There are two kinds of adventurers: those who go truly hoping to find adventure and those who go secretly hoping they won’t.
(William Least Heat-Moon in Blue Highways: A Journey into America)
For many years I have gone on little adventures; just a few days away by myself, mostly no farther than a day’s drive. It is a time to hear the sound of my own thoughts, take a break from schedules and experience things that my family is not interested. Beginning with the very first one, I got lost. It totally stressed me out. This was before in-car navigation and cell phones. All I had was an awkward, too-large-for-the-front-seat paper map. I finally found my way to the hotel after navigating road closures, detours and rain. I dried off, took a breath and then was delighted when I found the hotel bar featured a string quartet that evening. I was able to let go.
Ever since that first trip, I now look forward to the moment when I am lost. It happens every time I travel. It is part of the adventure! So now when it happens, usually at night and/or in the rain, I have a moment when I literally say out loud to myself, “Here it is.” I embrace that part of the trip like every other part. For me it is a way to relinquish control, albeit reluctantly.
After all these years of adventures I have learned that getting lost means that I will also be found. And learning that being found does not happen in the way I imagine.
· Sometimes I do it alone.
· Sometimes I ask for help.
· Sometimes I end up somewhere unexpected.
· Sometimes I easily fall back into my plan.
Faith is the assurance of things hoped for, the confidence of things not seen. (Hebrews 11:1)
Faith is believing in something when common sense tells you not to. (Miracle on 34th Street)
At some point we all have lost; our way, joy, laughter, hope, our voice, love. This is the reality of being human. The other reality is that we are created for community. When we are lost, we are not alone. (Although sometimes it feels that way.) Because we are in community, we will be found.
How do I know? Because I have confidence in all the good that is unseen.
Because I believe when common sense tells me not to. I have faith.
And when my faith wavers, you have faith for me.
We are always found.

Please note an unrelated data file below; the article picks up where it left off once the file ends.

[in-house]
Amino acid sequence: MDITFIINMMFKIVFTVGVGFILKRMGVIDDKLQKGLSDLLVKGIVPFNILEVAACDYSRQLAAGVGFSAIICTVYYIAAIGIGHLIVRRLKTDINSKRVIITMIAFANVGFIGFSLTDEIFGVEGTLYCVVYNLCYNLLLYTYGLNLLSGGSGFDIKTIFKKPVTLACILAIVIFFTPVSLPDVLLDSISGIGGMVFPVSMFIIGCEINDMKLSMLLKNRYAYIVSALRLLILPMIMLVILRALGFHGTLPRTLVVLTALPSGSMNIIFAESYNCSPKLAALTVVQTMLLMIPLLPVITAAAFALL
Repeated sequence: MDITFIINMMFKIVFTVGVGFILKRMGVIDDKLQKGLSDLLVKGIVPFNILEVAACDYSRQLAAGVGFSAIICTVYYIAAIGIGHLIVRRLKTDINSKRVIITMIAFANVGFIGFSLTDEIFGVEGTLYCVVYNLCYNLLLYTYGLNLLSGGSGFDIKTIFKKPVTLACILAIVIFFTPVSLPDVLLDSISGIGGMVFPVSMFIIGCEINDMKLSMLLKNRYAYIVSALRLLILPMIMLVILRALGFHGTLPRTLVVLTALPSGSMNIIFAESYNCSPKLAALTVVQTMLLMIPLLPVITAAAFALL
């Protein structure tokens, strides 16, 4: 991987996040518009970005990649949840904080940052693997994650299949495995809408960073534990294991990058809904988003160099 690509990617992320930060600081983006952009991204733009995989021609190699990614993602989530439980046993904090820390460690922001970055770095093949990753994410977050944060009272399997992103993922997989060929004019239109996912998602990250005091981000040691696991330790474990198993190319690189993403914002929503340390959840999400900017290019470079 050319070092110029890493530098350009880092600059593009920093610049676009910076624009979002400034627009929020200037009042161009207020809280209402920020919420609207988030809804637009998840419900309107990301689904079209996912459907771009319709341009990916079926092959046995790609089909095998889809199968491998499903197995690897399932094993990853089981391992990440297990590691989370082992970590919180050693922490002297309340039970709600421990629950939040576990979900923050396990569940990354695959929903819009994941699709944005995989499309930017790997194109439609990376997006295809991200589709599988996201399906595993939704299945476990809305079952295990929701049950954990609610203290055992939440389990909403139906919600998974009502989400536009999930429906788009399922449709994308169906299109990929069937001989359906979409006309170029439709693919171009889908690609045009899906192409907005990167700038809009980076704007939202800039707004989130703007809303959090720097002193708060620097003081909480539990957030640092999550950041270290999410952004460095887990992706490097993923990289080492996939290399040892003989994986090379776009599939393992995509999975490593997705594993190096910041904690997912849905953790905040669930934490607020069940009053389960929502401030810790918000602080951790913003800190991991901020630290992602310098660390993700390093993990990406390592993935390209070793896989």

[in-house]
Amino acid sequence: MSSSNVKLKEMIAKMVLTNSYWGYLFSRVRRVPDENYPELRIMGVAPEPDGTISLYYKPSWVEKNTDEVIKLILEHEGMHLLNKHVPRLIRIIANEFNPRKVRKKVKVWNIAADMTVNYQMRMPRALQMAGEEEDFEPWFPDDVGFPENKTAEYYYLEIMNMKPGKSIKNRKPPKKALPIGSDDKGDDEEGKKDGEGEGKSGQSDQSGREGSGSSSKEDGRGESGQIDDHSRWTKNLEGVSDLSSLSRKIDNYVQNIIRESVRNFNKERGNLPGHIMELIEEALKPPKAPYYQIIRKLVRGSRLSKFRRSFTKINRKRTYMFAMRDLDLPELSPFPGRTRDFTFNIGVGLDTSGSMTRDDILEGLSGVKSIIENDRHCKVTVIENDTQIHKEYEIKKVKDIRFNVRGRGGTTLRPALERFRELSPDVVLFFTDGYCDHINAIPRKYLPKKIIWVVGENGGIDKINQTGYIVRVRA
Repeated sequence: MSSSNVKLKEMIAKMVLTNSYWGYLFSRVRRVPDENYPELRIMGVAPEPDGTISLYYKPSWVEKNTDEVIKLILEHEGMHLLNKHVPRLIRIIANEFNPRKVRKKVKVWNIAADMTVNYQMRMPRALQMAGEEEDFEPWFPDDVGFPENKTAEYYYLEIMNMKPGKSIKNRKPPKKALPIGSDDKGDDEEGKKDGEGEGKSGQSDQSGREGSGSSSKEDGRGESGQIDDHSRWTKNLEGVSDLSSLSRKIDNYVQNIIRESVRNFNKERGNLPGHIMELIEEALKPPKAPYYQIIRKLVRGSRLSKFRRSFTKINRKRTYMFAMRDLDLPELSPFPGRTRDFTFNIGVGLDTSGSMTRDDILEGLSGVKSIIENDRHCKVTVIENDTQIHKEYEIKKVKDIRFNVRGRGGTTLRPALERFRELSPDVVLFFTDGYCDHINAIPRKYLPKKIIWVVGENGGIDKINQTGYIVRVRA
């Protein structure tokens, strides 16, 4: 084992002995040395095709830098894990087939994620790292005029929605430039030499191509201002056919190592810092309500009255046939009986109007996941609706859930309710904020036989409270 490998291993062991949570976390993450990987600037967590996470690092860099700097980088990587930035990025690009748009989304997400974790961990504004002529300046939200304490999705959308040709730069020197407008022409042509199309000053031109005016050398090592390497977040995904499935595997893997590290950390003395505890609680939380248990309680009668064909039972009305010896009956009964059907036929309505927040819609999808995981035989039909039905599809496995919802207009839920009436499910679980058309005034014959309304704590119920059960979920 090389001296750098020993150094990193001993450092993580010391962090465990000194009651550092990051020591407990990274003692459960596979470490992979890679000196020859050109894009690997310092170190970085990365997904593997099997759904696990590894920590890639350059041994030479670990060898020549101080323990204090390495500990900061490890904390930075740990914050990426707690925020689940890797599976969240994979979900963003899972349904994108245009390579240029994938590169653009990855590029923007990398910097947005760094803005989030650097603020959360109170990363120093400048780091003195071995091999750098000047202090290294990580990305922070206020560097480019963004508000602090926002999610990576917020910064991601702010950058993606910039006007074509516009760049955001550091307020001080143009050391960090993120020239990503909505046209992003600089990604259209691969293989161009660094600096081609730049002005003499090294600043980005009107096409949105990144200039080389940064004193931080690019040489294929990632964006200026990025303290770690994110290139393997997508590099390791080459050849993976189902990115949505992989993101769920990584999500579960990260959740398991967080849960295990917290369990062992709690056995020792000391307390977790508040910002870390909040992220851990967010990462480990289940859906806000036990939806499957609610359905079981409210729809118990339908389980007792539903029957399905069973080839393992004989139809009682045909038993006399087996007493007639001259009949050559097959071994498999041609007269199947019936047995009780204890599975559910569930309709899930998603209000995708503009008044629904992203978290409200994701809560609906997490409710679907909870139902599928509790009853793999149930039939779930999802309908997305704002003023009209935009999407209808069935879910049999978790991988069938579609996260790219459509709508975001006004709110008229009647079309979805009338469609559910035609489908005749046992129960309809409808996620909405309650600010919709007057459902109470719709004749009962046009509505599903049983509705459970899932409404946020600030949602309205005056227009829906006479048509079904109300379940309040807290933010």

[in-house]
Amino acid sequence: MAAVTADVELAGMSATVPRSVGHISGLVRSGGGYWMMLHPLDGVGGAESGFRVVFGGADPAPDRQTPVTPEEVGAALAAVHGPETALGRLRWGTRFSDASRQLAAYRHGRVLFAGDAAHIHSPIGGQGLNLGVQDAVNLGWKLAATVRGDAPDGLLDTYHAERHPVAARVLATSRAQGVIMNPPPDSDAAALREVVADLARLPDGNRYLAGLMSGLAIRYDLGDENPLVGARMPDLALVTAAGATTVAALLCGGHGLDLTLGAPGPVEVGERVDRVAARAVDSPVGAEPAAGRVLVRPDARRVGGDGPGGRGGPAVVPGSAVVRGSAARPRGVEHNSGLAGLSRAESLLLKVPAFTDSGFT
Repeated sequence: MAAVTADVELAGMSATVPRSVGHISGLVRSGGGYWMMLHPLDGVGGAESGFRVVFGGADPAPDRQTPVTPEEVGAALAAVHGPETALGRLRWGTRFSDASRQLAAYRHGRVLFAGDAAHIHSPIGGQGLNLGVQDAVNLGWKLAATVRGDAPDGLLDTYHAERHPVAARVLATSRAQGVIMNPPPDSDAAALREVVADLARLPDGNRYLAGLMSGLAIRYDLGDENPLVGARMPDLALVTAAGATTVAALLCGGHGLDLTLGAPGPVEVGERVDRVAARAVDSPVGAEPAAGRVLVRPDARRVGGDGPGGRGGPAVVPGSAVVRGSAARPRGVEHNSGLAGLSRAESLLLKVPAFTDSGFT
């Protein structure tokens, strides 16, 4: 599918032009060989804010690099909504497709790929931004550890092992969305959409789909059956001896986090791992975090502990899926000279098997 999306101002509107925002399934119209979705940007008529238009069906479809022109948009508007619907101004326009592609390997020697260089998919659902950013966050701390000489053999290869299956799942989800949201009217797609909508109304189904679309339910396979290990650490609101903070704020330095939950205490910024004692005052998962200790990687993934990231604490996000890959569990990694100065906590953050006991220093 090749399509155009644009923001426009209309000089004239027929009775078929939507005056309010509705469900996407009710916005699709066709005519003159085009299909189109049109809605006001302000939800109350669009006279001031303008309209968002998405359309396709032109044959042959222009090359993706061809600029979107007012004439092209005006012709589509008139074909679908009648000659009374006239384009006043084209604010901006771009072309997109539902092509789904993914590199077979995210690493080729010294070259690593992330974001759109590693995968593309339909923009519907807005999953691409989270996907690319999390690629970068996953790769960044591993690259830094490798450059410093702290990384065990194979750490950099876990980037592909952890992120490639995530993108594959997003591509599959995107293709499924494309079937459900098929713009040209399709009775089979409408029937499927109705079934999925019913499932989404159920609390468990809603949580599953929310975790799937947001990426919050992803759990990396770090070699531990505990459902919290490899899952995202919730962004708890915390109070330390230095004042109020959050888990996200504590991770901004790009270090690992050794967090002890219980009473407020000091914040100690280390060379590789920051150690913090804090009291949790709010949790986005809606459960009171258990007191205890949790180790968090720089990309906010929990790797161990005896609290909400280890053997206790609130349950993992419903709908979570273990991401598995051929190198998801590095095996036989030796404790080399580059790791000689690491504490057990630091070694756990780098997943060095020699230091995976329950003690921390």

I just came home from the Institute of Liturgical Studies held at Valparaiso University in Indiana. It is a 3-day conference which focuses generally on worship and specifically on Proclamation of the Word through preaching, song, and teaching; and how the Work of the People (the liturgy) informs, grows and strengthens our faith for our work in the world. It is a wonderfully thick and profound three days.
This year the theme was: Table of Thanksgiving: How the Eucharistic Forms Us. As always, the plenary speakers and workshop facilitators were thoughtful and helpful. Each year I take home something to use in my work at church. This year was strange since I do not have church work (at the moment) to immediately apply my learnings. I still took notes and got resources to store away in my toolbox. My immediate learning this year was deeply personal.
I experienced many moments of pure grace. These are two that are still with me.
· A friend greeted me with a hug, looked me in the eye and said, “How are you doing in this in-between time?” So many times, we do not want to make reference to someone’s pain. It can be uncomfortable. And yet if we are willing to risk discomfort, we can transcend the surface relationship and be truly human with one another. Just him asking the question was enough.
· During one of the refreshment breaks, a fond acquaintance asked how life was recently. I answered, “It has been difficult.” He said, “Yes, for me too.” He asked about me and then told me that his companion died during Holy Week after multiple cancer diagnoses. We sat knee to knee in a crowded conference room quietly listening to each other – to all that was said and unsaid. It was a holy moment saturated in mutual vulnerability.
When we are the Body of Christ together, there is no hierarchy of pain or grief. We are simply one – together. It struck me that at a conference titled: How Eucharist Forms Us; I experienced over and over again the concrete reality of that formation. As a post communion prayer states, “After now receiving the Body of Christ, send us out to be the Body of Christ for the world.”
This is what I experienced: the best of what church (the Body of Christ) can be. This is what will sustain me until I can get out my tool box and use it again.
On my own journey as a dabbling artist, a lover of stories,